This is currently on my reading shelf. That, along with Richard Tarnas’ “Cosmos and Psyche.” They make a good match. One is delving into astrology and synchronicity, the other is going to the heart of the matter, the man probably most responsible for popularizing and introducing these ideas into modern consciousness.
One thing I’ve noticed in reading Jung’s autobiography is that it is full of his dreams. Literally, it’s got at least a few dreams in every chapter. It’s wonderful getting into his mind and seeing how he interprets the dreams, their symbols, and somehow applies them to his waking endeavors. Much of Jung’s insights and discoveries come from the depths of the unconscious, so his dreaming life was, at times more important than his waking life (which was more like a life-line, to keep him grounded).
I like the book because dreams have always fascinated me too. I’ve tried to take up amateur dream interpretation and have kept the semblance of a dream journal. At times I directly speak to my unconscious and ask it to “speak to me through my dreams tonight.” This often works well. When feelings bubble up and I’m not sure why, I now try to “invite them” to express themselves and take whatever form the unconscious might need in order to do so.
During an intense meditation session a few months ago I noticed that images in a dream are packed with meaning and significance. They are like living symbols. Often enough when we wake up we have no idea what they mean. In fact they usually make more sense while asleep. Sometimes, all meaning is lost. Other times we can make an effort to consciously interpret and understand the reason why so-and-so appeared in our dream and why he/she was holding object “X.” Dreams have a language the conscious mind cannot understand easily with its reasoning.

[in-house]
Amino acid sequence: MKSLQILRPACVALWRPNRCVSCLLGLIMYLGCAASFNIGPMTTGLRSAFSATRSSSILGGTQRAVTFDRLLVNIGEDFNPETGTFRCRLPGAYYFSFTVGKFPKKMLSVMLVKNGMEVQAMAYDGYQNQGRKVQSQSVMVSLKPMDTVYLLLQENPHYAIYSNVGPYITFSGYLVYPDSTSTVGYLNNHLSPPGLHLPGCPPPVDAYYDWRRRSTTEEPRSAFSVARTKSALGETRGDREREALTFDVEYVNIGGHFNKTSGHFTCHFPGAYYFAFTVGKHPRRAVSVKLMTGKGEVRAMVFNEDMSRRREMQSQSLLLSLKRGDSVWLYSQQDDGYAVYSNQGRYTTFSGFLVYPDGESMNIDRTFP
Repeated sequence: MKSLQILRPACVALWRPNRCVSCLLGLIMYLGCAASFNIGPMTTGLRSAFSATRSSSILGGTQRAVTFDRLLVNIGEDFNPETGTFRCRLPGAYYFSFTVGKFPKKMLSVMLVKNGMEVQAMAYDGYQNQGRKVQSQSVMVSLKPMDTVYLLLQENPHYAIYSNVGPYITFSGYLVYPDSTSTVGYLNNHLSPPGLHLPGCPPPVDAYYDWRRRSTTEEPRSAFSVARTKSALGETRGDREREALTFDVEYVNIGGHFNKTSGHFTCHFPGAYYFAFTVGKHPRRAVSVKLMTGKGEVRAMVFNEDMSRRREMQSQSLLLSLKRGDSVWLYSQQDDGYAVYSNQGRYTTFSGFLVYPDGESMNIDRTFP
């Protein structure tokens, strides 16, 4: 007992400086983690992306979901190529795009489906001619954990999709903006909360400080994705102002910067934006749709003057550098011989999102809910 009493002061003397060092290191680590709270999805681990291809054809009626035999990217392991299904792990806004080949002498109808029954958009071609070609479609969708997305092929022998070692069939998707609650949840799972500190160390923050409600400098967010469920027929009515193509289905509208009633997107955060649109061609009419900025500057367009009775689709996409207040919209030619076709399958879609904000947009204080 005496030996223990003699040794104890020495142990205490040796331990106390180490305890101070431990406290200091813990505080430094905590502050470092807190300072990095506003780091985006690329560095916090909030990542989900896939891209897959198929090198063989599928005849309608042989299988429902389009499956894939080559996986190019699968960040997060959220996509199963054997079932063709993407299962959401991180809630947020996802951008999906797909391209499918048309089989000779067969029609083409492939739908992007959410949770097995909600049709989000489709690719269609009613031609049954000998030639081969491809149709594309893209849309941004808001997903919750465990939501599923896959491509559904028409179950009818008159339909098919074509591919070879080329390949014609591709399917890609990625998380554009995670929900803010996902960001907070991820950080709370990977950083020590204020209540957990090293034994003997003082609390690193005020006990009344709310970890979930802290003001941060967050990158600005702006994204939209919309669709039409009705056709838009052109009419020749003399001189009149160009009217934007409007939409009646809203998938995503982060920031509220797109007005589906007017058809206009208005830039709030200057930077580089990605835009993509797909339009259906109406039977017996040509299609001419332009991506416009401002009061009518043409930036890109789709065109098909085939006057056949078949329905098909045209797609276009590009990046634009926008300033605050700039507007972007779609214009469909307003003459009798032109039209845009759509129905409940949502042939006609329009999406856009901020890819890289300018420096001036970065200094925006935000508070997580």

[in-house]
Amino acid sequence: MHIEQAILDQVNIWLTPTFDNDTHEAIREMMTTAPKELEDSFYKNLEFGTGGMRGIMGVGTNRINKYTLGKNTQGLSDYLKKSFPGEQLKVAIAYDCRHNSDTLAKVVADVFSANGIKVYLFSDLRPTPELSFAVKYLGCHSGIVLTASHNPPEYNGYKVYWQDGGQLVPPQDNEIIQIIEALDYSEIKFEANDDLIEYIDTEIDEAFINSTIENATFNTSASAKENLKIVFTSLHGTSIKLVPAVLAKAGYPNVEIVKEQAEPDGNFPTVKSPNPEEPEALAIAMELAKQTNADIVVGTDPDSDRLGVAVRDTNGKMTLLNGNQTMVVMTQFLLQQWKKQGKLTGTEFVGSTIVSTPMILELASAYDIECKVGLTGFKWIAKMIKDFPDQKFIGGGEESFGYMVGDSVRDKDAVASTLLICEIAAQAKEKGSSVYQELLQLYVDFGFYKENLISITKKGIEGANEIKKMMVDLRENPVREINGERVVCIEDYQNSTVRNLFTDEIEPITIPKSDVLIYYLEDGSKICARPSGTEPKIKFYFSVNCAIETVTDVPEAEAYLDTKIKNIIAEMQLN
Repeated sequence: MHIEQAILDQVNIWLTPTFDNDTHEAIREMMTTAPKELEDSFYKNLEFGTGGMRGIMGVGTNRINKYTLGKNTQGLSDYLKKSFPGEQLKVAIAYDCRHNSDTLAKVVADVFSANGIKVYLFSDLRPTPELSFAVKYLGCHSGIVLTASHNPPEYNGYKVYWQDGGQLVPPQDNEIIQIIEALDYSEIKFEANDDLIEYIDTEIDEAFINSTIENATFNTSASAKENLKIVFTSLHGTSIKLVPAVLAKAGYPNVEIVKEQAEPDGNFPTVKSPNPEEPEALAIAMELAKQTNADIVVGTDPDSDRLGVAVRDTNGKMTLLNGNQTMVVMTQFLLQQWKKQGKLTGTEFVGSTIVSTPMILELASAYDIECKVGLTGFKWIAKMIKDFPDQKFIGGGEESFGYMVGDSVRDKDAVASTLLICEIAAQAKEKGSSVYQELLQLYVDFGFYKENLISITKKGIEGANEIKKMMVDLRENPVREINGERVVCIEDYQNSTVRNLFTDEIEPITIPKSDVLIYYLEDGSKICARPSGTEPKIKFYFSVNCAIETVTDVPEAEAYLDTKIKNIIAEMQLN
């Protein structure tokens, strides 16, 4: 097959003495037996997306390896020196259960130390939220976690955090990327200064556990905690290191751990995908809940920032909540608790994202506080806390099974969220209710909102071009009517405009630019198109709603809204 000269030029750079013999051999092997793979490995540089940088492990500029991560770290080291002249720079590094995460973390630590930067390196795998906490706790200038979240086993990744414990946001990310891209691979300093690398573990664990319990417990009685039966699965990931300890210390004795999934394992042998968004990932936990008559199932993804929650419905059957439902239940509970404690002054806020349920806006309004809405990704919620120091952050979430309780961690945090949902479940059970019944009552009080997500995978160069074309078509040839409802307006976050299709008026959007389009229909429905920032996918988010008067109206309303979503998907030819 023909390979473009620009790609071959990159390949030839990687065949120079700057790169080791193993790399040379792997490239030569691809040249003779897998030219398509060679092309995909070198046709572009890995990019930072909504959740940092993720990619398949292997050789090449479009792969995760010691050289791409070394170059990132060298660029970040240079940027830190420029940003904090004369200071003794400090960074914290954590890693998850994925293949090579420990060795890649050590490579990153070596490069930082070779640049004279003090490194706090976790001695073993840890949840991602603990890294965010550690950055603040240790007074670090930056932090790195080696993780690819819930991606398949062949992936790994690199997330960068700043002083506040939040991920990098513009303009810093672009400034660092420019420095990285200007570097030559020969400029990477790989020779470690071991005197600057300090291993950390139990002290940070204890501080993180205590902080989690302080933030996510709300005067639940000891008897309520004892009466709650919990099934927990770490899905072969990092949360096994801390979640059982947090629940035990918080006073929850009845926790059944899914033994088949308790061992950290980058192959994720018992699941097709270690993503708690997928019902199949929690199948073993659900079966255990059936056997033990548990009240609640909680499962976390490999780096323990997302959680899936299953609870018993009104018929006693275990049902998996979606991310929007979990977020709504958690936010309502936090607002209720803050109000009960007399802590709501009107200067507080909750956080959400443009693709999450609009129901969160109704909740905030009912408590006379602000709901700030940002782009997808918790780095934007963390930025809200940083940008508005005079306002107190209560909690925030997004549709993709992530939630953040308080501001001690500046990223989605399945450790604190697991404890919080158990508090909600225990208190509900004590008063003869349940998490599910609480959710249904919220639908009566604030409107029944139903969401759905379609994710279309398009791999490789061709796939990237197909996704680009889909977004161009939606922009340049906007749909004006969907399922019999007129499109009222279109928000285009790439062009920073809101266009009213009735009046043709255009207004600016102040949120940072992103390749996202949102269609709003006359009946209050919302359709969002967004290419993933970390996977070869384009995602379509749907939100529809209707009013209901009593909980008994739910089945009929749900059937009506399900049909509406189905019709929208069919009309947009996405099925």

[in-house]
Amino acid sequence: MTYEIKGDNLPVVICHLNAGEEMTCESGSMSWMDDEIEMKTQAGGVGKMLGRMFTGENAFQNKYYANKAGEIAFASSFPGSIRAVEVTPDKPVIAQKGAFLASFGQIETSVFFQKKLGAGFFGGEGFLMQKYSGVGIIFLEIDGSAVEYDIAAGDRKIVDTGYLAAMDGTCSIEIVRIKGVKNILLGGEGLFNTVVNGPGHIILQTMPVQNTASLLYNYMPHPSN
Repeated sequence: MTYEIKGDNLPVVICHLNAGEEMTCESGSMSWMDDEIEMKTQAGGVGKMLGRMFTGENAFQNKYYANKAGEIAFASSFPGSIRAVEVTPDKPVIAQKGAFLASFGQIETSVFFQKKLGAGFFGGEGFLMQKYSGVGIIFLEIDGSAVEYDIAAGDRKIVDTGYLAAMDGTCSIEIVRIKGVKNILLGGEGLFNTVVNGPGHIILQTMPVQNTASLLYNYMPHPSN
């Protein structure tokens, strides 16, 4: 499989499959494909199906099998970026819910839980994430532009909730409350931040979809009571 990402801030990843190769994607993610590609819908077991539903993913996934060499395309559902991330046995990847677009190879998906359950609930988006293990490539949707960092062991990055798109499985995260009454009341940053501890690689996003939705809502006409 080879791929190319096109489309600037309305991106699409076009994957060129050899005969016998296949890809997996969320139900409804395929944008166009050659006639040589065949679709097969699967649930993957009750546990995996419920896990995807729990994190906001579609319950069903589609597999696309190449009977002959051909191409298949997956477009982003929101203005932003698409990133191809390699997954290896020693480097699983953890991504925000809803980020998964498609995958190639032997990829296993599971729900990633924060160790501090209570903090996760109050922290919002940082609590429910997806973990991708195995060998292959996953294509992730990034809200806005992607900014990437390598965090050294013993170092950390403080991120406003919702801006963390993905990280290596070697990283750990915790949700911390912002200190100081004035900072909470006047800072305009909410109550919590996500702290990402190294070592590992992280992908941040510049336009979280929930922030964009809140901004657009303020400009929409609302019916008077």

What profoundly moves me about Jung’s work is that he seems to have been keenly able to attune his mind to the language of the unconscious, to go deep-sea diving and return with a kind of “philosophers stone” to bridge gap between conscious and unconscious mind.
My own realizations with dream work and observing how thoughts arise appear to be gaining confirmation from Jung’s book. He appears to have practiced some yogic exercises of silencing the conscious mind. However, when the unconscious mind spoke he listened attentively, and explored thoroughly.
One common theme I’ve noticed is that all dreams have an intensely creative way to display the state of your psyche. Environments often represent your Self and its many aspects. Actions, people, placement, etc are all significant.
Being a fan of listening to other’s tell their dreams, I enjoyed one dream of Jung’s in particular.
He was in an ancient crypt that dated back for centuries. The most recent corpses were towards the front and the more ancient bodies were deeper inside. He examined a body of someone from the 1700’s. Upon close inspection, he noticed the hands began to move. But only when looking at it.
Each body in the crypt seemed to repeat the same action. When closely inspecting the corpse, the hands began to move and it appeared alive. He did so with every body, going back to area where medieval-aged corpses laid to rest.
Jung confessed (often in the book too) that he didn’t understand the significance of the dream right away. Eventually it dawned on him that the dream was speaking of the unconscious. Old memories from childhood were not just “thoughts” like forgotten dusty bookshelves. They were still alive. The unconscious was not merely a warehouse but more like a crypt, where the bodies of memories and feelings may appear long-past but are indeed still living. This eventually helped him formulate his many theories on the unconscious mind.
I just thought I’d share one of the many fascinating dreams Jung describes in the book. Back to reading for now!